BP PLC says Gov. Bobby Jindal's administration has misrepresented its record in the 2010 Gulf of Mexico oil spill, including how much it has spent on cleanup.
Geoff Morrell, BP's vice president of U.S. communications, responded Thursday to comments made a day earlier by Jindal and his top coastal official, Garret Graves, during and after a meeting of the Gulf Coast Ecosystem Restoration Council.
"Their political grandstanding contains patently false assertions, defies the demonstrated record of environmental recovery that has occurred across the Gulf, and defames the massive efforts of tens of thousands of people to foster prompt recovery and restoration," Morrell said.
In a response emailed to The Associated Press, Graves replied, "BP is not a victim of this disaster. No matter what they say or do, the families of the deceased and the citizens of the Gulf are the victims and we are going to fight to hold BP accountable for their actions. BP's campaign to portray themselves as the victim is shameless."
During the council meeting, Jindal said BP has focused too much on its image and needs to turn its attention to covering restoration costs.
"BP needs to stop spending hundreds of millions of dollars on their public relations campaign telling us how great they are and start proving it by addressing their Clean Water Act and Natural Resources Damage liabilities now," Jindal said. "While Transocean has stepped up to the plate and paid much of their liability, BP has not."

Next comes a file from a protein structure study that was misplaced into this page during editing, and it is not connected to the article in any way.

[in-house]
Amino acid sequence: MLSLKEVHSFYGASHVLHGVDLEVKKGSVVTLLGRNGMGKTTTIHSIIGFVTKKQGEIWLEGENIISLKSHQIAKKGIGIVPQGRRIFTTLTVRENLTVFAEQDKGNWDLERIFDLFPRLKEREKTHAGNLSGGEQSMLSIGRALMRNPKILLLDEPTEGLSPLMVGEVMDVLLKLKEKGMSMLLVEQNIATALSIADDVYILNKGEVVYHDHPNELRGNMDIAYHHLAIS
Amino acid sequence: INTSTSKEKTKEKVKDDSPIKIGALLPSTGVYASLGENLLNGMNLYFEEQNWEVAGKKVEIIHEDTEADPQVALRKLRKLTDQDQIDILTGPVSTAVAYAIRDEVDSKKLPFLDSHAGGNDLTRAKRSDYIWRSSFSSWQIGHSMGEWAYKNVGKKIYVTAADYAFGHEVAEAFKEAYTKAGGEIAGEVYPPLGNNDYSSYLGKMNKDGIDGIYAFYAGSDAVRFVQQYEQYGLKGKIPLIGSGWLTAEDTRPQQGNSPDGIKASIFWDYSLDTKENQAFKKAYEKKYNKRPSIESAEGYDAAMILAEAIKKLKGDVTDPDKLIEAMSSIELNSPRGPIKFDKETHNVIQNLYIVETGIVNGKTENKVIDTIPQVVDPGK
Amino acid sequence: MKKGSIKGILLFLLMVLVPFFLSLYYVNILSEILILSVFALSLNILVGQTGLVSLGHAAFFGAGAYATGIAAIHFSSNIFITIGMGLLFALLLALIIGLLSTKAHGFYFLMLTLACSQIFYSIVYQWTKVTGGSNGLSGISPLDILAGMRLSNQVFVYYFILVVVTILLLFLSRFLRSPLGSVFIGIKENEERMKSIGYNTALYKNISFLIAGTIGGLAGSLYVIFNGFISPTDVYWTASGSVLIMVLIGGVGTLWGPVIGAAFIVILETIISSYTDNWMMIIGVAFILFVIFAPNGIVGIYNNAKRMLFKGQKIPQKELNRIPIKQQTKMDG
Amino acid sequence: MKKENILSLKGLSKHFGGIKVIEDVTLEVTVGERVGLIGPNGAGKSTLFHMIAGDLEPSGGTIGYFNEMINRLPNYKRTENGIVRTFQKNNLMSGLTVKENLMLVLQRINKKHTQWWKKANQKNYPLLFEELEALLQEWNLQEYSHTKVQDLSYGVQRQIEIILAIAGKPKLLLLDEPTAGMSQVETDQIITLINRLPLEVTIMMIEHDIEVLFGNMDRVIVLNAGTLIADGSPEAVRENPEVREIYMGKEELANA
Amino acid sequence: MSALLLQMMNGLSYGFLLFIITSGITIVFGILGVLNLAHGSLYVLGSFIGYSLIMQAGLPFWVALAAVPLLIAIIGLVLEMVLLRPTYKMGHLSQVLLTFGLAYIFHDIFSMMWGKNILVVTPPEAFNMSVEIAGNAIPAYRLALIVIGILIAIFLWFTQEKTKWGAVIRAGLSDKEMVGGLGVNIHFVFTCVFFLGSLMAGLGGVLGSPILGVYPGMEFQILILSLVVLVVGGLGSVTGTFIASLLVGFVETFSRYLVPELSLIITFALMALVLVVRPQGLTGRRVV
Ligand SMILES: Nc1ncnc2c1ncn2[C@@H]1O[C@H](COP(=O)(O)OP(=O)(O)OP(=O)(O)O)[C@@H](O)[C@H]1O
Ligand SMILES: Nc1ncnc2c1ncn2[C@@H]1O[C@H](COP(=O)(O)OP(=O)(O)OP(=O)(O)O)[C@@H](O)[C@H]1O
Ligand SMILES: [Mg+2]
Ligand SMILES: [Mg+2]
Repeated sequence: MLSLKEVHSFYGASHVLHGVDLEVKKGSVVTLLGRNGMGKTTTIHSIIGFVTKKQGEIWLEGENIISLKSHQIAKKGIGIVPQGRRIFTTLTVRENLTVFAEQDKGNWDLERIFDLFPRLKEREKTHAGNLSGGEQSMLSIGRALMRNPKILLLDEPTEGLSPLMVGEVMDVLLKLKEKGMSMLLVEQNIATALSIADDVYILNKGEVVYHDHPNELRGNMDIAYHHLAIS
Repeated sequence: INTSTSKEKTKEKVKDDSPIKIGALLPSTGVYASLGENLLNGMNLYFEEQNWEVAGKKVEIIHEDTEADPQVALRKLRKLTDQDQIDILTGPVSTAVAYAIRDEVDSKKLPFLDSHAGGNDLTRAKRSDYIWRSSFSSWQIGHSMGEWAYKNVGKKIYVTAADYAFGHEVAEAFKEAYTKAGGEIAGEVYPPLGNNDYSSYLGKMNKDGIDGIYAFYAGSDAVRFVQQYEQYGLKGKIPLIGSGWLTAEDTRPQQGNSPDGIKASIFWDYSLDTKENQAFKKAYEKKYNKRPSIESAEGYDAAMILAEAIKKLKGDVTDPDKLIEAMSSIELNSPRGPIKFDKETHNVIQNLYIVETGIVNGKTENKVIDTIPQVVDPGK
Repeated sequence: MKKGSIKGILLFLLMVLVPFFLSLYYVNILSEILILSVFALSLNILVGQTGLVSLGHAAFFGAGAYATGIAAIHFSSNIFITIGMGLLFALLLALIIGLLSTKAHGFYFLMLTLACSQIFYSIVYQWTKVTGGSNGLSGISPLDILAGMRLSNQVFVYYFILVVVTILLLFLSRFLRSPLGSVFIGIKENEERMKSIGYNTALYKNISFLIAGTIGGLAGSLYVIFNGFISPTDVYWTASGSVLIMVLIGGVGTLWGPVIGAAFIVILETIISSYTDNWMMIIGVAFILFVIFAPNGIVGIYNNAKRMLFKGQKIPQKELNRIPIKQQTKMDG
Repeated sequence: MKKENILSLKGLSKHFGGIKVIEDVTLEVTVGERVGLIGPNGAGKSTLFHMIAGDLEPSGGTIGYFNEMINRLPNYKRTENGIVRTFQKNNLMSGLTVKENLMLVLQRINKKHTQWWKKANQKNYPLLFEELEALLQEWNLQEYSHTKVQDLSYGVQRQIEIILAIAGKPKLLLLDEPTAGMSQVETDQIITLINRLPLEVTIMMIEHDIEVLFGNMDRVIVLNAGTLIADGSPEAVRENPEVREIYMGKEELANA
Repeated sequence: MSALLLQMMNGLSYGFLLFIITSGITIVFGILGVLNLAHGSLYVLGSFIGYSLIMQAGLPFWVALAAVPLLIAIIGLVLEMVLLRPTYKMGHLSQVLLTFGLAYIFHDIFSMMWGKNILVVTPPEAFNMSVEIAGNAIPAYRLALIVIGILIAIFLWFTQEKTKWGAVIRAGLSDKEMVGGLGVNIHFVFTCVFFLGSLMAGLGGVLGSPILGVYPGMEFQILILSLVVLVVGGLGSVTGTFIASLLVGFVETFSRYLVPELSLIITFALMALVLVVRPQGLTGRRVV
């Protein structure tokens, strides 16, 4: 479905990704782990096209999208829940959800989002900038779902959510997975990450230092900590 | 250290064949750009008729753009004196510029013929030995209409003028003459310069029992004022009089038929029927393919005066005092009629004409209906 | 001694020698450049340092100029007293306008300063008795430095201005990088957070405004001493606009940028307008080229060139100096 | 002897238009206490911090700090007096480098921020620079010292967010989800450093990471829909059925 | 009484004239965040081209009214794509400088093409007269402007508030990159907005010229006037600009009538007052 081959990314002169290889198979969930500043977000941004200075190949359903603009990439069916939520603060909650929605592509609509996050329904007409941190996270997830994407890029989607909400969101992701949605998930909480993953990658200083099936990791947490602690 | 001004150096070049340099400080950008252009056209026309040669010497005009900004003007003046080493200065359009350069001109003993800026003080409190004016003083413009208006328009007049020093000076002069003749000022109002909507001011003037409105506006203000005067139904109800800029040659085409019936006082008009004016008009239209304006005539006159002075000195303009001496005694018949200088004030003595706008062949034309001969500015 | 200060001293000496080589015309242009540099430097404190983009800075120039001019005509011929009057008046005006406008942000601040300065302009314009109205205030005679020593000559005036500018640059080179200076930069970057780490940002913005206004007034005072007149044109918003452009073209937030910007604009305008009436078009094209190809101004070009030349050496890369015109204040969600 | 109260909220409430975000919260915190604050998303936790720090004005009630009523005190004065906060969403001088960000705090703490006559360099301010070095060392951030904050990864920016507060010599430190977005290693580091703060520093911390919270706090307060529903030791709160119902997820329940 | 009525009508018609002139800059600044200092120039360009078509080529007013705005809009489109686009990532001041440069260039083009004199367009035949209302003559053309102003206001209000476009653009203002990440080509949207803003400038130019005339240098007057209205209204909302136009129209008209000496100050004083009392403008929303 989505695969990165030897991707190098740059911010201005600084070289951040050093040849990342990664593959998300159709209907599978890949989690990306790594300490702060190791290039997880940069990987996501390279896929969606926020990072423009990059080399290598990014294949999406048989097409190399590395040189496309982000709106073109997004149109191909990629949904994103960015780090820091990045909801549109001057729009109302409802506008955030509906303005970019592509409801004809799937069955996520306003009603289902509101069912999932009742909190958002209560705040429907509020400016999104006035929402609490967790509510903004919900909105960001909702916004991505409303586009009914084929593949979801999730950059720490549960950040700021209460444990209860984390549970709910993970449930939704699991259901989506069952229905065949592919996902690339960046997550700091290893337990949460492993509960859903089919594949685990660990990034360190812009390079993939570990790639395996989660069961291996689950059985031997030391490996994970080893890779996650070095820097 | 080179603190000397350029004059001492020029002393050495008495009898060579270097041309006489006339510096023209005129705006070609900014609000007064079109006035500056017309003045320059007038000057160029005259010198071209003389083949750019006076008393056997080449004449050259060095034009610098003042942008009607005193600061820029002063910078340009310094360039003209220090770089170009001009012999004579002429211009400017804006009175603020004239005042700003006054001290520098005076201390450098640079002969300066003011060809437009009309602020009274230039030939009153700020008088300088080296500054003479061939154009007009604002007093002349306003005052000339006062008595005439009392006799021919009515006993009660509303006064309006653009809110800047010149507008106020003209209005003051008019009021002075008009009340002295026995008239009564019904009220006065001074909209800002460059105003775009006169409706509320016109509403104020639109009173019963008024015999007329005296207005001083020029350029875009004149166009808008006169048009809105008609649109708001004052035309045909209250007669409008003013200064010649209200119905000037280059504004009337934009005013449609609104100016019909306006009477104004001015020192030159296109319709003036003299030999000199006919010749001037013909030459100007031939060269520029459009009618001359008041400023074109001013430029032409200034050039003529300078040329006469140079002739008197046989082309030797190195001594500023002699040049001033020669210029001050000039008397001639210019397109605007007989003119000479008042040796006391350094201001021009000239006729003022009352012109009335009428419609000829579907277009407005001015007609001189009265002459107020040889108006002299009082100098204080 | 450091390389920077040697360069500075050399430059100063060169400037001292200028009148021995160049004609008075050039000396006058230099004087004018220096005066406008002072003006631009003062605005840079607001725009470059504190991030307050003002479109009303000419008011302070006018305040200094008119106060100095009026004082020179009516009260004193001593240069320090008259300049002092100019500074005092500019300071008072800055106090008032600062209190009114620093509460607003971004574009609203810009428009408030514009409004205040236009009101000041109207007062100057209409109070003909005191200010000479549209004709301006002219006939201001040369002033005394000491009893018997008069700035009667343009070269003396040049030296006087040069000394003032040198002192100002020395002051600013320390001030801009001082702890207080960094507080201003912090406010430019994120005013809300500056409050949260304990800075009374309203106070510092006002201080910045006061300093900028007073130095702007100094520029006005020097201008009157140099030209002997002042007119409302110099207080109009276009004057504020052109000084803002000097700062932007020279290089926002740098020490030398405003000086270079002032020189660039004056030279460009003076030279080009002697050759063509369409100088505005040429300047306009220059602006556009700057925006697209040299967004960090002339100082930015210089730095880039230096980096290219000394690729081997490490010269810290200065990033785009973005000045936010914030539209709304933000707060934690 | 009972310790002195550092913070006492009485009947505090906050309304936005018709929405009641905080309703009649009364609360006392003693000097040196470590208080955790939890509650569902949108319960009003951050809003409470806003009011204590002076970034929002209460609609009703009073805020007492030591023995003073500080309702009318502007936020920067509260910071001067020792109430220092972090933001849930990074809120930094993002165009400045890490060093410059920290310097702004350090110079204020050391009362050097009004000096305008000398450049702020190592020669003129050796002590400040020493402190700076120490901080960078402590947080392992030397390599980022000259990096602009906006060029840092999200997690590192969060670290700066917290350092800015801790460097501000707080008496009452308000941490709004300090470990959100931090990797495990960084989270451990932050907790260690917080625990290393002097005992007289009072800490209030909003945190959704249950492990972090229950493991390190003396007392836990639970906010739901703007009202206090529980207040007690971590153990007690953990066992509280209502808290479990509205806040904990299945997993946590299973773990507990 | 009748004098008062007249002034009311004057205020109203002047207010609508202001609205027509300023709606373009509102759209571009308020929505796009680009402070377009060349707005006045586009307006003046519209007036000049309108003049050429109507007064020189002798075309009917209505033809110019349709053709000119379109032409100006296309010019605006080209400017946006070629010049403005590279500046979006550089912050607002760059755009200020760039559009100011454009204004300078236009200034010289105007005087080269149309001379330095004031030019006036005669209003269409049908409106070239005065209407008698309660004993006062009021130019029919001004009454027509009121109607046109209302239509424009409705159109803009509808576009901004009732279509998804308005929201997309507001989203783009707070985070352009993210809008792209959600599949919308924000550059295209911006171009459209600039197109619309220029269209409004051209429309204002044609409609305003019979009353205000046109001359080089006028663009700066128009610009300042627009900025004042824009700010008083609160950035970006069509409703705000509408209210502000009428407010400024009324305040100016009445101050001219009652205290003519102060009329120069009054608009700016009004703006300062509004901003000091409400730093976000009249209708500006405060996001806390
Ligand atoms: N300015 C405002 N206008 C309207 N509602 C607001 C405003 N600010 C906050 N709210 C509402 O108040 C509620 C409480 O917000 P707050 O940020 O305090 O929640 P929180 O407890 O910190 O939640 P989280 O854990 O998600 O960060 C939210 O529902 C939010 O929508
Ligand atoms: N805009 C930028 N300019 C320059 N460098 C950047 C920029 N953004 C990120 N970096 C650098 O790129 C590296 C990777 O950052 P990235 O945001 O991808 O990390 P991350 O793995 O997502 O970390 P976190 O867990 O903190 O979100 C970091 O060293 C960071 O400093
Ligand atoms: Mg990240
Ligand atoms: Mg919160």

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National Fisherman Live: 9/9/14
In this episode:
Seafood Watch upgrades status of 21 fish species
Calif. bill attacking seafood mislabeling approved
Ballot item would protect Bristol Bay salmon
NOAA closes cod, yellowtail fishing areas
Pacific panel halves young bluefin harvest
National Fisherman Live: 8/26/14
In this episode, National Fisherman Publisher Jerry Fraser talks about his early days dragging for redfish on the Vandal.
More than a dozen higher education institutions and federal and local fishery management agencies and organizations in American Samoa, Guam, the Commonwealth of the Northern Mariana Islands and Hawaii have signed a memorandum of understanding aimed at building the capacity of the U.S. Pacific Island territories to manage their fisheries and fishery-related resources.